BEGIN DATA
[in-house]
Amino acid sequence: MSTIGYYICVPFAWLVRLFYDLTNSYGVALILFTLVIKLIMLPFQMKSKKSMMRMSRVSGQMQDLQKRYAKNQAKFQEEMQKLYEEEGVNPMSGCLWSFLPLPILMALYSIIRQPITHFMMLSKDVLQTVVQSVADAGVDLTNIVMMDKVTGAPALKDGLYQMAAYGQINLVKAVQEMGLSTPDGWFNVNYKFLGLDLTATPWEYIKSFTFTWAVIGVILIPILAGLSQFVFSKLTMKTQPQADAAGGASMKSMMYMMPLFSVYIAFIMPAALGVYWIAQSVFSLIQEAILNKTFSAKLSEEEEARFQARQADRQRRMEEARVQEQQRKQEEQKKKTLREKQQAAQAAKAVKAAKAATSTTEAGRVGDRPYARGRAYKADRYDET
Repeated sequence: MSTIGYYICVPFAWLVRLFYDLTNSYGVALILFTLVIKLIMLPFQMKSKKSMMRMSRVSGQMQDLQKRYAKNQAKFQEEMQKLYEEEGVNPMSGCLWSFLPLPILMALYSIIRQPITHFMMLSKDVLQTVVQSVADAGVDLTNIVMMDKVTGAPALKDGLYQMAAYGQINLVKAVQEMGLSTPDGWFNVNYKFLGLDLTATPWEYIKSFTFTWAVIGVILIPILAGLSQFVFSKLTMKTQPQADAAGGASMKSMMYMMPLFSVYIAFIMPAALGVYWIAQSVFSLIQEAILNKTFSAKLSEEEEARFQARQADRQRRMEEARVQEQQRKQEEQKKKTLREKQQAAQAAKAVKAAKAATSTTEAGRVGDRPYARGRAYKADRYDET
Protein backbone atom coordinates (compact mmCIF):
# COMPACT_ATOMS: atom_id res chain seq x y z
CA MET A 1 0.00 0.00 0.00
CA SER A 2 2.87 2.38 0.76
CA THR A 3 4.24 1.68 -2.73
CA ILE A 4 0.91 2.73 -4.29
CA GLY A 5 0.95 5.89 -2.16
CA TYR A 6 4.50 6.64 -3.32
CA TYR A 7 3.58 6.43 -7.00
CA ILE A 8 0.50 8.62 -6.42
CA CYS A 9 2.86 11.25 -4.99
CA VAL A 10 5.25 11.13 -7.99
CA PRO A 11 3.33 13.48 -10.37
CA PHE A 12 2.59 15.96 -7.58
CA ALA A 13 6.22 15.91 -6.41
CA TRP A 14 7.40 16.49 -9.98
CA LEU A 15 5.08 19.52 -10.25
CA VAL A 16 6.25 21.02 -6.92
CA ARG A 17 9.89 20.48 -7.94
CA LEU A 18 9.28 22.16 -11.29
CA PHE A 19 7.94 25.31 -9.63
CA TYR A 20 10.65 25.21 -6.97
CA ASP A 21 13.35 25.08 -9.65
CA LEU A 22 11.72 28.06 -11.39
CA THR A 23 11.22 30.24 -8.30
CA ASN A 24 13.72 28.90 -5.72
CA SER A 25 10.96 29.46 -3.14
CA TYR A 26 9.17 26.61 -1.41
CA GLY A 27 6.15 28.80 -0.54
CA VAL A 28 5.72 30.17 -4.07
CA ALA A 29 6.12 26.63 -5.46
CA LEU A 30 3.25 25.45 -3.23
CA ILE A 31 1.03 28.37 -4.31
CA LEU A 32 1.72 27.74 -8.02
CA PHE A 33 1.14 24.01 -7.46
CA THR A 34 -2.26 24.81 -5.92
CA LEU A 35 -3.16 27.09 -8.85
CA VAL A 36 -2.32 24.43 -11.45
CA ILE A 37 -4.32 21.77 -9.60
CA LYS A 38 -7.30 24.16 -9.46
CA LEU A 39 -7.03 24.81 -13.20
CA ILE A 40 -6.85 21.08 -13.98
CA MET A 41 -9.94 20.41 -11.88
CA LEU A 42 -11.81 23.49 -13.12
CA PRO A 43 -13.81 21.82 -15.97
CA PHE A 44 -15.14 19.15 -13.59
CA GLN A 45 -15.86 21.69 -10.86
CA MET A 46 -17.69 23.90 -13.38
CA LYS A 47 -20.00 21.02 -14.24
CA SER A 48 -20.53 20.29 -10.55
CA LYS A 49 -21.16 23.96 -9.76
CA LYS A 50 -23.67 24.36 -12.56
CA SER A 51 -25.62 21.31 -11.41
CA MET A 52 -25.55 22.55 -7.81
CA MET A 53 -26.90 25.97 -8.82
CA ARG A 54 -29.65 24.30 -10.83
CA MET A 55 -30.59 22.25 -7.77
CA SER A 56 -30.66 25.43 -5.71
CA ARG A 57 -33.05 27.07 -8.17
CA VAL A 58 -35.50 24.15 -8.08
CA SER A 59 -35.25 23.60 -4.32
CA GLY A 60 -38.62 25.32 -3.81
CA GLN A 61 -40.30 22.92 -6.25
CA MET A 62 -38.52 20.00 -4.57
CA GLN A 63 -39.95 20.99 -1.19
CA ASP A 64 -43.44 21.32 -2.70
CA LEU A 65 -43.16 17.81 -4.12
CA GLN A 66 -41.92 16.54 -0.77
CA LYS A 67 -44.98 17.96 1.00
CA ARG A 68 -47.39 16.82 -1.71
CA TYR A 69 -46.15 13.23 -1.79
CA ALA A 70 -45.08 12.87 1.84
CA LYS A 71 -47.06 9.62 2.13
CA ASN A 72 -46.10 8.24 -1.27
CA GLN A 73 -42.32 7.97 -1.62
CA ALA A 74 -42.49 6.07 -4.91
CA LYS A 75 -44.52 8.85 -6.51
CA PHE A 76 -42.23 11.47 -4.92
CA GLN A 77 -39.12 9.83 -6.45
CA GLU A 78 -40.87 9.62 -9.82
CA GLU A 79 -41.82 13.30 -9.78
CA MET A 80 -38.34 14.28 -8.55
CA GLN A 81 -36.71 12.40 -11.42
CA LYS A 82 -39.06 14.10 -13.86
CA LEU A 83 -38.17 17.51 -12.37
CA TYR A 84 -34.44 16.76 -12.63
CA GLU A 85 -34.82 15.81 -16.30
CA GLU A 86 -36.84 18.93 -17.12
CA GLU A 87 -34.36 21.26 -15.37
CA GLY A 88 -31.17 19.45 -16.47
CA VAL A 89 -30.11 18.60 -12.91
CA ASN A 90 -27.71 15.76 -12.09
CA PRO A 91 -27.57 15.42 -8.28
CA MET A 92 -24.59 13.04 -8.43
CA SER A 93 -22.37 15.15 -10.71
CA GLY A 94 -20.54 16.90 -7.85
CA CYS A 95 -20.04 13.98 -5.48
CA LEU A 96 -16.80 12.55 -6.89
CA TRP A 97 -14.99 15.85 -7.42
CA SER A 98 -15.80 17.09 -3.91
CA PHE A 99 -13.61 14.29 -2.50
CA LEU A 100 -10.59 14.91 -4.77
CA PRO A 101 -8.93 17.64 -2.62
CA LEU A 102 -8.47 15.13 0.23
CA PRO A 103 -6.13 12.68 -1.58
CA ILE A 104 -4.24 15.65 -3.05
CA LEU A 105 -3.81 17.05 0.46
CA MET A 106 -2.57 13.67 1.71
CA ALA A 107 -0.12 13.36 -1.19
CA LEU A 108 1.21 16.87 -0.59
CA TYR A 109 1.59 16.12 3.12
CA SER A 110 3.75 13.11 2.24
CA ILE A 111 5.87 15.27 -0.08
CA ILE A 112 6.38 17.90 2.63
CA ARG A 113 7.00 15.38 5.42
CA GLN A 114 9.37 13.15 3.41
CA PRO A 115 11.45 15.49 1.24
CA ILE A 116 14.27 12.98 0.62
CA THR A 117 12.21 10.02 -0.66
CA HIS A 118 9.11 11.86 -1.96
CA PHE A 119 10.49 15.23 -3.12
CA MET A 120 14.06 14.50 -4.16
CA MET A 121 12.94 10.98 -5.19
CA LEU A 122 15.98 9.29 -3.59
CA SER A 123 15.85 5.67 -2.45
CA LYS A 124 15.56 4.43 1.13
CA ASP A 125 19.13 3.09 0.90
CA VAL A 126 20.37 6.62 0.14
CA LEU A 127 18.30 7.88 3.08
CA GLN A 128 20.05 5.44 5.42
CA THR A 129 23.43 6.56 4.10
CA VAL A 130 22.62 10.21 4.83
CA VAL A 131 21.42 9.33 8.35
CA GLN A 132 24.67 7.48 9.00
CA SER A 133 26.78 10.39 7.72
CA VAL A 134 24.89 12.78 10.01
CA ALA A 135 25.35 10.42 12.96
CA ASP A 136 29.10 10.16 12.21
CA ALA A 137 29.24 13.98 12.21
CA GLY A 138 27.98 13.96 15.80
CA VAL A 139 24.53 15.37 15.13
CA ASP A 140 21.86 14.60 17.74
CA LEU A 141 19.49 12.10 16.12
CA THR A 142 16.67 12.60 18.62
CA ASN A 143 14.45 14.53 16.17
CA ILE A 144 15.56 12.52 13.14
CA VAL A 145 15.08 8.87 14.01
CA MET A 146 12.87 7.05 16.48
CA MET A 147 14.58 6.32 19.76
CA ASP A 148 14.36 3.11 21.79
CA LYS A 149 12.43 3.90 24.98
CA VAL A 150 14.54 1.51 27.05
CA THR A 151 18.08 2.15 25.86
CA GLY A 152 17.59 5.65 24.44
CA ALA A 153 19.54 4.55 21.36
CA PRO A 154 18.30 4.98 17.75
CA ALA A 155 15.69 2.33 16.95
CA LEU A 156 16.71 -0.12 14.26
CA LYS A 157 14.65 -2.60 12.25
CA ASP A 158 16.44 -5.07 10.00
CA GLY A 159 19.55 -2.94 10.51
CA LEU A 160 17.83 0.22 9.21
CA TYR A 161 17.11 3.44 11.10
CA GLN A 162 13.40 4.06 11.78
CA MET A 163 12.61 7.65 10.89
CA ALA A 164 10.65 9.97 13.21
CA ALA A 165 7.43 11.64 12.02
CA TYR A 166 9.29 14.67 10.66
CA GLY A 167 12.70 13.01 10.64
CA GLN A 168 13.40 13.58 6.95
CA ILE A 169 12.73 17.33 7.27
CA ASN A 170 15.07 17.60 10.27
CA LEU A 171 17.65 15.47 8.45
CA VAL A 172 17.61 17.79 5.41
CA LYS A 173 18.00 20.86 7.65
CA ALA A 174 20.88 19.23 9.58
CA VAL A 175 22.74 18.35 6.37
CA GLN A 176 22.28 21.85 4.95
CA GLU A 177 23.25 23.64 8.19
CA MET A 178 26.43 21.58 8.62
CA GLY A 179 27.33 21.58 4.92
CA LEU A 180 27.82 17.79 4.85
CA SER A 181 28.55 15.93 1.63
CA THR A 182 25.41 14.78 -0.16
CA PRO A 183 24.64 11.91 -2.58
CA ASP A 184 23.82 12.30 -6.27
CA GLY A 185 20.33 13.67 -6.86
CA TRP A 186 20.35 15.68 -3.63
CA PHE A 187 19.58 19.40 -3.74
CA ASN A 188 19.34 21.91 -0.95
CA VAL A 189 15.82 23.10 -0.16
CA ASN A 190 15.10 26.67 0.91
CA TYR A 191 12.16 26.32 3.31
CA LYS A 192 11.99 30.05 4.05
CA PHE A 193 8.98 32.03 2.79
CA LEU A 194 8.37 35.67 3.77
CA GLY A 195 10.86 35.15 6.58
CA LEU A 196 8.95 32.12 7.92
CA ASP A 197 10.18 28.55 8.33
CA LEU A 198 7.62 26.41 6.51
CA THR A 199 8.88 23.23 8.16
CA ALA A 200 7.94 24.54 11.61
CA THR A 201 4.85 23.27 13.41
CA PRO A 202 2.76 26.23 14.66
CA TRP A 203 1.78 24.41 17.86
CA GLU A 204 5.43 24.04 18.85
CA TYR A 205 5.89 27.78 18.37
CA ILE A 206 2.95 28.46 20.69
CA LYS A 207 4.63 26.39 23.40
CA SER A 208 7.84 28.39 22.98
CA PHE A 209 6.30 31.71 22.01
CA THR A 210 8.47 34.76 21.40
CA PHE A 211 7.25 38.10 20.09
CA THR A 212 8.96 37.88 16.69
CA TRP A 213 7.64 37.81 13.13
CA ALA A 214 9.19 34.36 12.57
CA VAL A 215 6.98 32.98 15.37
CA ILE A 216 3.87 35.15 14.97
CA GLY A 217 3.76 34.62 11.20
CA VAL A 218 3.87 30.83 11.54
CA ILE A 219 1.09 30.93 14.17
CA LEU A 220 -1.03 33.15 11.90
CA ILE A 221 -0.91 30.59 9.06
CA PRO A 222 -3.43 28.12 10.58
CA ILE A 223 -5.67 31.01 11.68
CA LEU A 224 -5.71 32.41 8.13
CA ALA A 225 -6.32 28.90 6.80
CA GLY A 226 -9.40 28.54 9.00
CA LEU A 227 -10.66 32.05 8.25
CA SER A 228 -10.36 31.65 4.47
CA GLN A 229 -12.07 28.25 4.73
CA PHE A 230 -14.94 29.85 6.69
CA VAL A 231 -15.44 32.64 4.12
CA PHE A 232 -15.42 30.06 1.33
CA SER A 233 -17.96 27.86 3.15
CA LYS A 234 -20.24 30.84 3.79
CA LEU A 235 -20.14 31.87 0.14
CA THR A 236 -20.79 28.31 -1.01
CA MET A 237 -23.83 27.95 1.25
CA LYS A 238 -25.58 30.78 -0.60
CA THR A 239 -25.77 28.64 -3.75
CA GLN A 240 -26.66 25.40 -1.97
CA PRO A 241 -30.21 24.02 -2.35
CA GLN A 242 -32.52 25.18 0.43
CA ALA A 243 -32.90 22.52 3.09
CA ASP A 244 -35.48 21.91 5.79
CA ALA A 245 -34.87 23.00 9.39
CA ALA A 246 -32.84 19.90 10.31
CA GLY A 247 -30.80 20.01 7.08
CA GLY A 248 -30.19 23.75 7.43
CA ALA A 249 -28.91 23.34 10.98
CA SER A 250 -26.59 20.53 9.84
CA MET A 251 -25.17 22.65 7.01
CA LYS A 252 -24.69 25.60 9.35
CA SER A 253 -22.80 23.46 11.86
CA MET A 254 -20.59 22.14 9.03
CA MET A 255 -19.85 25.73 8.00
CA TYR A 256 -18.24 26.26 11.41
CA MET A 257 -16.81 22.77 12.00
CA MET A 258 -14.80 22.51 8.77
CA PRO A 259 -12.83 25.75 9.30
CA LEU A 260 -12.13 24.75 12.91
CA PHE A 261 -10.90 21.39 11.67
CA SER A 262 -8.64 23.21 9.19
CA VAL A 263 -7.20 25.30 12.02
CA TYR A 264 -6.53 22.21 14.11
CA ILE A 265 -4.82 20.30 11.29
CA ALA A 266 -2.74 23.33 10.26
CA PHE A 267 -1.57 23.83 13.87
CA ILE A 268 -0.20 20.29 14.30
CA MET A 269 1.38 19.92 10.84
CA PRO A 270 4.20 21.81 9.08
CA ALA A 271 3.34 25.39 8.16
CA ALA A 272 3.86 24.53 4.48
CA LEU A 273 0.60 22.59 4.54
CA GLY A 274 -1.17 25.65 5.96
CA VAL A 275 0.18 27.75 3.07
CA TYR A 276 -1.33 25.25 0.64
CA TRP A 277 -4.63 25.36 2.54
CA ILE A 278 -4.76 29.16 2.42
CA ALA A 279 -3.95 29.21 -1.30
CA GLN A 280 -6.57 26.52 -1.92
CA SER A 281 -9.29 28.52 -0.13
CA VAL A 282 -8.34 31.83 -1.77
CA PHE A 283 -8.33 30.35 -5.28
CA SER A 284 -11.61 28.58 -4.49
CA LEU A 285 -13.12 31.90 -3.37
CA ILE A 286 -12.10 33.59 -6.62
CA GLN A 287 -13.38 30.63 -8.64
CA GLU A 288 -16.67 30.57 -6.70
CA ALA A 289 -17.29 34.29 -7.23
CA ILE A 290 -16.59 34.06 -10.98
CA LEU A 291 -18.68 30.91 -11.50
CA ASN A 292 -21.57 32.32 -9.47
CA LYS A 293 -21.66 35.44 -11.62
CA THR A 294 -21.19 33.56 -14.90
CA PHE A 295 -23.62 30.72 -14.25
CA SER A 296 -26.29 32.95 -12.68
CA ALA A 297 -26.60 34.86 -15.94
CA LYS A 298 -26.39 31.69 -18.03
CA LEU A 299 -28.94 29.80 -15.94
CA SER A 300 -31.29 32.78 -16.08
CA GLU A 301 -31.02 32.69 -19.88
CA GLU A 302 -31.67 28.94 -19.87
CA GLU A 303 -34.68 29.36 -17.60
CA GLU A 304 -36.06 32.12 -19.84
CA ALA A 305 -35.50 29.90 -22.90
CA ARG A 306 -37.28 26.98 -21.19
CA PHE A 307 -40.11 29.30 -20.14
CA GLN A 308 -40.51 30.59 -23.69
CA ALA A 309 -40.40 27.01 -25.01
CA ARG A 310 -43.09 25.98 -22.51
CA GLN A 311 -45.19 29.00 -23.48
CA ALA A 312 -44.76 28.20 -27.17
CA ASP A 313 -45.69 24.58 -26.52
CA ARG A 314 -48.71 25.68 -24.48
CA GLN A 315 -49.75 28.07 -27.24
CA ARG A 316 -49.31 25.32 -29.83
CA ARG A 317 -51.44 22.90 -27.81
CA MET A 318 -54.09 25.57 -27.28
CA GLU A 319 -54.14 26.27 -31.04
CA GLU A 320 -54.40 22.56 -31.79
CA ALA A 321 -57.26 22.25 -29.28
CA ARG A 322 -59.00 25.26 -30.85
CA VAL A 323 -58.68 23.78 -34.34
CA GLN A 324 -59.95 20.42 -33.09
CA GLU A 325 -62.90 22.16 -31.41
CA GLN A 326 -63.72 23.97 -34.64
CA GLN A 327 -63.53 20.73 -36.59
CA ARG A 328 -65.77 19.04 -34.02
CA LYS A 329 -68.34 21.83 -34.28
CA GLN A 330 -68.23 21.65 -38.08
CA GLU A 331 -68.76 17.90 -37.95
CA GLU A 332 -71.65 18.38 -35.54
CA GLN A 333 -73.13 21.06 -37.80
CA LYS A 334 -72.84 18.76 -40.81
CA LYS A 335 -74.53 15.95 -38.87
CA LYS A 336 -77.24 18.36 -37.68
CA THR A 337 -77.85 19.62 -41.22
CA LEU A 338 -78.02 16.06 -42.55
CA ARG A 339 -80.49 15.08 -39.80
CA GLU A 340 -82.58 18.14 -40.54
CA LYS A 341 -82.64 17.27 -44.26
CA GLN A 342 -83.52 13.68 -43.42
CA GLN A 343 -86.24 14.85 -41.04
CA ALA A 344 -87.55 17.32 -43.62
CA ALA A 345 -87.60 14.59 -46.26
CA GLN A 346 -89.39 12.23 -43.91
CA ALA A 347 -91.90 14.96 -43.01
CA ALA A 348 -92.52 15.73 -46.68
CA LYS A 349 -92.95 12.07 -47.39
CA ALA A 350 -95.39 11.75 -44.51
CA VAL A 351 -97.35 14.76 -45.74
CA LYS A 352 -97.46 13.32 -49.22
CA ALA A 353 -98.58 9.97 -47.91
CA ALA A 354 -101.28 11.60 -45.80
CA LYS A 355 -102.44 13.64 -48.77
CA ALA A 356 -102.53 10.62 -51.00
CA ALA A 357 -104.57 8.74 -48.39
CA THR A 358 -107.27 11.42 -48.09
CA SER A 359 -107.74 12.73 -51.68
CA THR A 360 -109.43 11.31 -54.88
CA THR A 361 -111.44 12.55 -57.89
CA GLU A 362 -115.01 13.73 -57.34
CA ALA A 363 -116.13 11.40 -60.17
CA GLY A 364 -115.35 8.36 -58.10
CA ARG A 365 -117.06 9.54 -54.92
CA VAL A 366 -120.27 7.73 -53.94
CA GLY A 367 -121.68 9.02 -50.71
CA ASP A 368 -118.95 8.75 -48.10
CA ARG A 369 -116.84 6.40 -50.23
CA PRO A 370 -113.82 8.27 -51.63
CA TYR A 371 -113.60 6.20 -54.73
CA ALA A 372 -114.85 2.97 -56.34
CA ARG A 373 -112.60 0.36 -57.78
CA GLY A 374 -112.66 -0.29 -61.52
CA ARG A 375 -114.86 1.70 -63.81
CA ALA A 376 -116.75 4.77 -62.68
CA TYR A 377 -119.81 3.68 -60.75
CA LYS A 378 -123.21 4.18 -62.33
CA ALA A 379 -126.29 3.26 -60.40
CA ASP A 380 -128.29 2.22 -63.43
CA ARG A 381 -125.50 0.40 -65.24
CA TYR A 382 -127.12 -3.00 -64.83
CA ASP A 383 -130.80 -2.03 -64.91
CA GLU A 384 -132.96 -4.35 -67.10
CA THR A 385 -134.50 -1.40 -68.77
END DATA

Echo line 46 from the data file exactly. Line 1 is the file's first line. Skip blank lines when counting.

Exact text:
CA MET A 41 -9.94 20.41 -11.88